Living La Vida Lockdown – the Books
Not as many as you’d think, but some of the books I’ve been reading have been fabulous. One trend I’ve noticed however – the number of men who are writing about herbs! I’m sure when Haggards came out it was mostly women who liked the herb poems, but lately things seem to be a bit different. I’ll get to Seán Hewitt later, and in another context, but for now, lets look at Kei Miller’s In Nearby Bushes.
‘Nearby bushes’ in Jamaica are not merely undergrowth or shrubbery. They are the equivalent of ‘the forest’ of medieval outlaws, ‘the bush’ in Australia, the back streets of urban estates, the closes of older Edinburgh, the ‘no go’ areas of countries in a state of civil unrest. It was tempting to draw a parallel with my ‘haggards’, especially as Kei Miller discusses issues around forced exile, colonialism, and suppression of indigenous knowledge (including herbal medicine), but as we will see, ‘nearby bushes’ are a darker place. Whereas my haggards and maquis are places of neglect, exile and abandonment, but also sources of resistance and revitalisation, ‘nearby bushes’ are an insight into the ‘shadow’ (in a Jungian sense), of Jamaican culture.
It is the essence of the shadow that it should not be known and understood in itself, but should be spoken of only in line with the expectations of the dominant mindset, and in the second section Sometimes I Consider the Names of Places, Kei Miller draws attention to this – all the colours have been subsumed under ‘green’ in To Know Green from Green, all the islands are ‘Indio’ in Sometimes I Consider the Names of Places (3):
We are insufficiently imagined people from an insufficiently
and the magnificent Place Name: Oracabesa, which points out that the whole country is being assessed solely in terms of the gold which colonialists expected to find there. What we know of a place or a people is limited by the limitations we create in our language.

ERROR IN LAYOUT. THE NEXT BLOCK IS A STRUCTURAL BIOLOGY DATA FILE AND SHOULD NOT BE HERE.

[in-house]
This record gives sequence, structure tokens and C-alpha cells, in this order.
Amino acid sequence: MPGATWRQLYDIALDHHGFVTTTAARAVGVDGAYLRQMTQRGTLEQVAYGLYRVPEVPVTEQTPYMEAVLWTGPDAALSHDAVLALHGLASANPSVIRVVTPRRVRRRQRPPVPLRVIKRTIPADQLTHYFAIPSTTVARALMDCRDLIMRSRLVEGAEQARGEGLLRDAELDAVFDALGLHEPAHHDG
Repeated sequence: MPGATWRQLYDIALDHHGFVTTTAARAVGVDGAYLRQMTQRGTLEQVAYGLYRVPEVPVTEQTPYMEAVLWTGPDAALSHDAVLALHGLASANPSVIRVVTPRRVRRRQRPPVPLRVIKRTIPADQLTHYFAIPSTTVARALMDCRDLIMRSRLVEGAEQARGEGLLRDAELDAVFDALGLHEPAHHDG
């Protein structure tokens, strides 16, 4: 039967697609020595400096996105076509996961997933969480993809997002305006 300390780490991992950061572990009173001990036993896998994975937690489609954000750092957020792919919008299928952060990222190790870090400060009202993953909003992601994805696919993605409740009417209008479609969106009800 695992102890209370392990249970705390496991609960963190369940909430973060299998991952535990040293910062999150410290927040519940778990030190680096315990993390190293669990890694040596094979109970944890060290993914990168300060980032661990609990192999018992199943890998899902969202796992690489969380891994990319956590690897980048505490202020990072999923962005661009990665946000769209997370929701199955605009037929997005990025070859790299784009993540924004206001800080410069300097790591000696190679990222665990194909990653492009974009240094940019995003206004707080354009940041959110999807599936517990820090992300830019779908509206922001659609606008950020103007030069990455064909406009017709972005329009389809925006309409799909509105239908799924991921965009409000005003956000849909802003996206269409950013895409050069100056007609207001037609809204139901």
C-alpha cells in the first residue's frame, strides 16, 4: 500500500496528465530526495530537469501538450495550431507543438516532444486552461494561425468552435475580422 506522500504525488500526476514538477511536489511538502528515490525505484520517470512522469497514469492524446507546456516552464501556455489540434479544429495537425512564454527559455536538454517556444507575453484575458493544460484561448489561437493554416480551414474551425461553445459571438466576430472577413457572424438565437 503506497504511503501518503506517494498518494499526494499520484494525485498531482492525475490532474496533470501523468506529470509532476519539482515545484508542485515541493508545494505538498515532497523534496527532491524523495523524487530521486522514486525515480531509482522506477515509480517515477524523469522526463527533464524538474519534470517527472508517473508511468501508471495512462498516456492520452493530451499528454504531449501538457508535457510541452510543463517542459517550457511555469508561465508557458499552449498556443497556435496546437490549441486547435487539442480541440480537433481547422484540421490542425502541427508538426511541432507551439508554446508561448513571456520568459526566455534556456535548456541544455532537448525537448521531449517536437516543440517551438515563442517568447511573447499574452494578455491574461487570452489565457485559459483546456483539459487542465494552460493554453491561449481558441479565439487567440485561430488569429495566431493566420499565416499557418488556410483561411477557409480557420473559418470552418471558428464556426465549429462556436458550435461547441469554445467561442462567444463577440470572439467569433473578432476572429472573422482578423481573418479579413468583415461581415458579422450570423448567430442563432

In Scotland, where the history of erasure and exile in the Highlands was suppressed until recently, while at the same time, Scottish people enacted the very same oppression elsewhere in the name of the British Empire, it relevant that Miller also discusses how Jamaicans themselves align themselves with the dominant colonial culture, denying their history, forgetting their own local knowledge and stories, abandoning local dialects to speak with ‘sweet yankee accents’ or aspiring to own a BMW X5 (VII:II). It is important for Jamaicans to be aware of the stubborn survival of native folk tales and urban myths amid
of bruk bokkle & de plenty bun up cyar
and the mint, pawpaw sage and ginger, the poisonous or healing plants that grandmothers know.
they are here – in the complications of roots, in the dirtiness
And not only survival, but development. Here Where Run the Wild Deer deals with the importation and escape into the wild of six reindeer, which behave like the invasive species we deplore here, but in this poem serve as a parable of adaptation and inclusion ‘how to belong/where we do not belong’.
But he also points out that the shadow is a place of denial and scapegoating, where a people may indiscriminately locate things they don’t want to accept, like poverty, shame, homosexuality, crime, violence. It is a place of judgement, where to be found is to be made a criminal or a corpse and all sense of individual identity is lost. The book opens with a memorial list of ‘only some’ of those found dead there and the last section, In Nearby Bushes, is a meditation on the death of a young woman, who becomes again a real individual person – ‘in the dream you are my cousin’, whose death is mourned, and whose life is given the value and dignity the nearby bushes have denied her.
This is a dark book, with dark themes, but it is not heavy. There is a lightness, a conversational tone ‘I mean the flowers —- I no longer mean the flowers’ (Here Where Blossoms the Night) which belies the complexity of the subject and a great attention to the skills of story-tellers. The rhythms are crafted for careful reading aloud, with beautiful cadences which remind me of the King James translation (or in my case the Douai) of the Bible, though there are no explicit verbal echoes. Although 2020 has been a fabulous year for new poetry (Moya Campbell, Alice Oswald, Natalie Diaz and Seán Hewitt, so far, and it’s only August), I think this might be the outstanding book of the year, for me.
In Nearby Bushes
Carcanet 978 1 78410 845 8